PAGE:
Pulse electrodeposition of nanocrystalline nickel using ultra narrow pulse width and high peak current density

N. S. Qu, D. Zhu, Kang Cheung Chan, W. N. Lei

Research output: Journal article publicationJournal articleAcademic researchpeer-review

173 Citations (Scopus)

Abstract

The synthesis of nanocrystalline nickel by electrodeposition has been studied for more than 10 years. However, most attention has been on the adjustment of bath composition or development of new chemical additives. In this paper, a new method was developed to synthesize bulk nanocrystalline nickel without using any additives. Pulse plating with ultra narrow pulse width and high peak current density was employed to increase the deposition current density and the nucleation rate. At an on-time of 10 μs and an off-time of 90 μs, it was found that different surface morphologies, grain sizes, textures, and hardness were obtained at different current densities. Grain sizes ranging from 50 to 200 nm were obtained when the current density varied from 300 to 60 A dm-2. The preferred orientation of the nickel deposit changed from a weak (2 0 0) fiber texture to a strong (2 0 0) fiber texture when the peak current density increased from 40 to 100 A dm-2. It was obtained however that the intensity of the (2 0 0) fiber orientation decreased when there was a further increase in the current density. The hardness of the nickel deposit was also found to increase with increasing peak current density when it changed from 20 to 150 A dm-2, but the hardness tended to decrease when the current density was above 150 A dm-2. These experimental findings are considered to relate to the change in cathodic overpotential which affects both the grain size, the internal stress, the porosity, and the preferred orientation.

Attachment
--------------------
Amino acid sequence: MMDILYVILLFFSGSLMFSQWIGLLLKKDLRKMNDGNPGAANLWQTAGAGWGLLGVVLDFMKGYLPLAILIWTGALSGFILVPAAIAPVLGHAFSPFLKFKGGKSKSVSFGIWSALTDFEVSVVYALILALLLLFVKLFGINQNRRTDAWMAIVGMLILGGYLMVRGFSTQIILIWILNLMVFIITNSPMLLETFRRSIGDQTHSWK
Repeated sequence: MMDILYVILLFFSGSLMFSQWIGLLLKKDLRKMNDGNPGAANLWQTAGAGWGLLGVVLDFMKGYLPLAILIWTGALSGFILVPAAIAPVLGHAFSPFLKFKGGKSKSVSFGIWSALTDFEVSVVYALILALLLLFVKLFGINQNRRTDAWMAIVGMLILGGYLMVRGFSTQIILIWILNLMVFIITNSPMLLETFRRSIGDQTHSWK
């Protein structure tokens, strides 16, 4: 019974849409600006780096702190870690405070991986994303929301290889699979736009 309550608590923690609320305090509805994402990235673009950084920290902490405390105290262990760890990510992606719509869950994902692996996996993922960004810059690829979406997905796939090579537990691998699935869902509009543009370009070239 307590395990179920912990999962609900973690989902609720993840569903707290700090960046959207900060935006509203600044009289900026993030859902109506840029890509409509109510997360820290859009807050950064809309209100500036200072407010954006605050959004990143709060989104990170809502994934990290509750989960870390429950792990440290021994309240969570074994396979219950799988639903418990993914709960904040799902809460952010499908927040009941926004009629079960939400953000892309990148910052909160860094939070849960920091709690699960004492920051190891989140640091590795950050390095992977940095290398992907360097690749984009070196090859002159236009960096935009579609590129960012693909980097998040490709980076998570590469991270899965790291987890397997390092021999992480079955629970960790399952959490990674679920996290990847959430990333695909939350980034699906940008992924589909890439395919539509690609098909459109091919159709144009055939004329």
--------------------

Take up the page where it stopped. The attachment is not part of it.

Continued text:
Original languageEnglish
Pages (from-to)123-128
Number of pages6
JournalSurface and Coatings Technology
Volume168
Issue number2-3
DOIs
Publication statusPublished - 22 May 2003

Keywords

  • Hardness
  • Nanocrystalline materials
  • Nickel electrodeposition
  • Pulse plating

ASJC Scopus subject areas

  • Chemistry(all)
  • Condensed Matter Physics
  • Surfaces and Interfaces
  • Surfaces, Coatings and Films
  • Materials Chemistry

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